Ring in the Year of the Rabbit with These 23 Lucky Luxury Items

Take a crash course on the Lunar New Year, and browse some festive finds.

Rooted in tradition, legends and community, Lunar New Year marks the beginning of the lunar calendar and celebrates the promise of the months ahead. This is the year of the rabbit, the 4th of the 12 animals of the Chinese zodiac. Keep reading to learn more about the history of the holiday, and then browse 23 striking pieces featuring the animal of the moment.

The History of Lunar New Year

The custom of celebrating the Lunar New Year, also known as Chinese New Year, is said to have originated during the Han dynasty (206 B.C. to A.D. 220), when the date beginning a new cycle was fixed. Markings etched on oracle bones, however, indicate that the calendar was in use as far back as the Shang dynasty, which ruled China from 1600 to 1046 B.C. The Lunar New Year is traditionally associated with farming, as a time to pray to the gods for a bountiful harvest and honor ancestors and family.

It is also associated with many legends. One tells of Nian, a terrifying monster that attacked villages, causing the inhabitants to flee, until one clever villager realized it feared the color red and bright lights. These elements, used to drive the creature away, appear in modern-day celebrations.

Red remains an auspicious color in China and is prominent in contemporary Lunar New Year celebrations. Rites also include cleaning, to sweep away the past year and bad fortune, as well as feasting, to welcome in a year fresh with golden possibilities.

When Is Lunar New Year?

Because Chinese New Year is based on a lunar calendar, it has no fixed date in the solar Gregorian calendar, occurring some time between January 21 and February 20; the 2023 festivities begin January 22. Celebrations last around 15 days, concluding on the full moon with the Lantern Festival, which is marked with fireworks, delicious food shared with family and friends and, as its name suggests, glowing lanterns of all shapes and sizes. Some of these symbolize good wishes for the future while others contain riddles to solve.

Why Are Chinese Years Named after Animals?

Each lunar year is associated with one of the 12 animals of the Chinese zodiac: the rat, the ox, the tiger, the rabbit, the dragon, the snake, the horse, the goat, the monkey, the rooster, the dog and the pig. They appear in that order in a 12-year cycle that repeats itself.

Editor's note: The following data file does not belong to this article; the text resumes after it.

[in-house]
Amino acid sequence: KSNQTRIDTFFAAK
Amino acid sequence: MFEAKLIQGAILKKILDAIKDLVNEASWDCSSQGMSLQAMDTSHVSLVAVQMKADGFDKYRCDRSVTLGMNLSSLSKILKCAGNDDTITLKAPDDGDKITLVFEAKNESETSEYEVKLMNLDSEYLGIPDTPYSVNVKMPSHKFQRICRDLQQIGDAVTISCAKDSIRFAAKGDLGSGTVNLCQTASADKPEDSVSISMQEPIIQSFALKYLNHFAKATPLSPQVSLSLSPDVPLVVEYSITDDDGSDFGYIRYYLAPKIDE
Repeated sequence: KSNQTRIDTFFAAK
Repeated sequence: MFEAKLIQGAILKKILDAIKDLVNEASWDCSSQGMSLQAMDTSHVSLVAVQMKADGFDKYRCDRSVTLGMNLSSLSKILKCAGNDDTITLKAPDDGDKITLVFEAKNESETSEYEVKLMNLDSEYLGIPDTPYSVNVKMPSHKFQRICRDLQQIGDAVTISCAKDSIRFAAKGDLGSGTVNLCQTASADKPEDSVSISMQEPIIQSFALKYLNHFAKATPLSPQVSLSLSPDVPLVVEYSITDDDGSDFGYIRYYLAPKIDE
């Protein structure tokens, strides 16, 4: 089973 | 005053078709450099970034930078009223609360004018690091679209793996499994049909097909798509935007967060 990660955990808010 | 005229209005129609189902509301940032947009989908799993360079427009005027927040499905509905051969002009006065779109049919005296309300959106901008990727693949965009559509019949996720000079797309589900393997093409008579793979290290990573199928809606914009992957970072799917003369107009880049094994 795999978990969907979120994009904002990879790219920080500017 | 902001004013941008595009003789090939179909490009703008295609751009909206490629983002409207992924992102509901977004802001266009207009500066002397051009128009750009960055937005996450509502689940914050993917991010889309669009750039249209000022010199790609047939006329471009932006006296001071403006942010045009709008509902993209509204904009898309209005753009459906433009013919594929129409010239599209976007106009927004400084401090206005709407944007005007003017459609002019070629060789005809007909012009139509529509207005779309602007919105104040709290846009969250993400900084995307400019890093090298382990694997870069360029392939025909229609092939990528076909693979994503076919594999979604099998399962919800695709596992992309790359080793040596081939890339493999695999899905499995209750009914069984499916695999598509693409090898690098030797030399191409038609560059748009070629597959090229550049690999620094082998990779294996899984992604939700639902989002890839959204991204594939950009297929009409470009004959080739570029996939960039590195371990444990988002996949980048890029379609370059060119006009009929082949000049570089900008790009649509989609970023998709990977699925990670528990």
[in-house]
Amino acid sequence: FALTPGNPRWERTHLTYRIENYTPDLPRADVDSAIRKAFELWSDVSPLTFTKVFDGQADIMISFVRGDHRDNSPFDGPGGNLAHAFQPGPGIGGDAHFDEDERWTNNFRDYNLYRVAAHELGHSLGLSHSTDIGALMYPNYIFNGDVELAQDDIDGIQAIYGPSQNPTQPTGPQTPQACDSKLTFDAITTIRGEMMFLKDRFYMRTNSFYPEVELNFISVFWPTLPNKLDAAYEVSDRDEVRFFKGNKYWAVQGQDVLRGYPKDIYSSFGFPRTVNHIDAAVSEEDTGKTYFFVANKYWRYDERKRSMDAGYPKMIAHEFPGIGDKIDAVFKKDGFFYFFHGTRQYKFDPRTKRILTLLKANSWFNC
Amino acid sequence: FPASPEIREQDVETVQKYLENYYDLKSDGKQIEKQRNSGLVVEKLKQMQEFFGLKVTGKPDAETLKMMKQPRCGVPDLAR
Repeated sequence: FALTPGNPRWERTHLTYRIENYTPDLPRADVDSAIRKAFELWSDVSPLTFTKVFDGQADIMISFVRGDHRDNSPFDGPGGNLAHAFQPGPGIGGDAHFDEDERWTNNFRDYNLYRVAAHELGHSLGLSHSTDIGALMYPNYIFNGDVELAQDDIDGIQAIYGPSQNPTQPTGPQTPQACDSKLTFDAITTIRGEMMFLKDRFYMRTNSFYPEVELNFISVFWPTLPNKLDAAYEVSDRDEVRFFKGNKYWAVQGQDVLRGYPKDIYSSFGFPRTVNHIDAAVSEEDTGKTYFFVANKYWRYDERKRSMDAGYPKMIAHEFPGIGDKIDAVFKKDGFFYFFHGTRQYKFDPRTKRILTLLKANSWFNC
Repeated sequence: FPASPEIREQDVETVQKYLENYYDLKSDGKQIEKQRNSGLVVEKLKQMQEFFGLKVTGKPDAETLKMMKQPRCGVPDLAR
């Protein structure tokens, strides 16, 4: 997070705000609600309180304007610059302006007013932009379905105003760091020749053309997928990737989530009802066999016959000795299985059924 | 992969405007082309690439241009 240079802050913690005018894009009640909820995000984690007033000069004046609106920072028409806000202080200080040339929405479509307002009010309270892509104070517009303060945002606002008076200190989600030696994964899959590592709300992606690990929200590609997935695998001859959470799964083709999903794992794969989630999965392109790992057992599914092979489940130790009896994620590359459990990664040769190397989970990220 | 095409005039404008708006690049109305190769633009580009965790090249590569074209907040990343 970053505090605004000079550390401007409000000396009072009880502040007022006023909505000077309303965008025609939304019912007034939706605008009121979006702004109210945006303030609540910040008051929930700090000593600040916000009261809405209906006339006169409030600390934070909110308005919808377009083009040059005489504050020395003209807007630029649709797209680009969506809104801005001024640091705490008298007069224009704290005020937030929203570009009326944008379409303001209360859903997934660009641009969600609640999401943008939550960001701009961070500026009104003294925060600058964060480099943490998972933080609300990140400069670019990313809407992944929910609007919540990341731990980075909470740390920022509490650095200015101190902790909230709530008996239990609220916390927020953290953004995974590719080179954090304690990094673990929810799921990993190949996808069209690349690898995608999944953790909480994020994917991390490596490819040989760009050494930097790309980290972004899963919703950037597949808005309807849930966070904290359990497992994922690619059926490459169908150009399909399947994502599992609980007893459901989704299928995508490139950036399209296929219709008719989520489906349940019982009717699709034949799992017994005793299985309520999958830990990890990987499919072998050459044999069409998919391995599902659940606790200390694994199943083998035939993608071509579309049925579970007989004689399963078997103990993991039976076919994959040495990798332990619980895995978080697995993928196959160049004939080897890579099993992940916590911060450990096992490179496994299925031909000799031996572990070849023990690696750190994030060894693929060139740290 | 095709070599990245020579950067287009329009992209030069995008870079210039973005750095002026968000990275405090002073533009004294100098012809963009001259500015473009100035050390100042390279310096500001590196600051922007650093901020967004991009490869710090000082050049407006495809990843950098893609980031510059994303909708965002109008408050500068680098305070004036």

According to legend, the Chinese zodiac originated from a race in which the Jade Emperor invited all of the earth’s animals to compete. The 12 who showed up were rewarded by having years named after them, in the order in which they finished. Some dozed off or were distracted, but the crafty rat, after enlisting the help of the ox to carry it across a river that was part of the course, scampered ahead to take its place at the beginning of the zodiac.

What Is the Chinese New Year Animal for 2023?

This year’s animal is the rabbit. People born in the year of the rabbit are known for their creativity and gentle nature.

Other Names for Lunar New Year

In addition to the Chinese New Year, Lunar New Year is often referred to as the Spring Festival, alluding to its association with farming and the vernal equinox.


Balloon Rabbit (Red), by Jeff Koons


Van Cleef & Arpels Rabbit Pendant


Lemon Bunnies, by Hunt Slonem


Hi June Parker Bunny Signet Ring


Stefano Giovannoni Red Velvet Baby Rabbit Chair


Chinese Zodiac Rabbit Sculpture in Pink, by Zou Liang


Moooi Rabbit Table Lamp


Judith Leiber Swarovski Crystal Rabbit Minaudière


Björn Dahlström for Playsam Rabbit Rocking Chair


Yellow-Gold and Carved-Jade Bunny Rabbit Brooch


Tiffany & Company Bunny Rabbit Coin Bank


Loewe Rabbit Crossbody Bag


Bronze Censer Supported by Three Rabbits

Early 20th Century Bronze Censer Supported by Three Rabbits
Bronze censer supported by three rabbits, 1900s

Lladro Red-Gold Rabbit


Simone Crestani Rabbit Vase


AVGVSTA Rabbit Cufflinks


Bronze Bunny Rabbit on Leaf Tray Sculpture


Buccellati Silver Furry Rabbit


Kirsten’s Corner Signature Running Rabbit Pendant


Jonathan Adler Red Lucite Giant Rabbit Sculpture


Stefano Giovannoni for Ghidini Rabbit Salt and Pepper Shakers

rabbit salt and pepper shakers
Stefano Giovannoni for Ghidini 1961 rabbit salt and pepper shakers, new

Hermès Rabbit Bib


Gold, Turquoise and Ruby Rabbit Brooch


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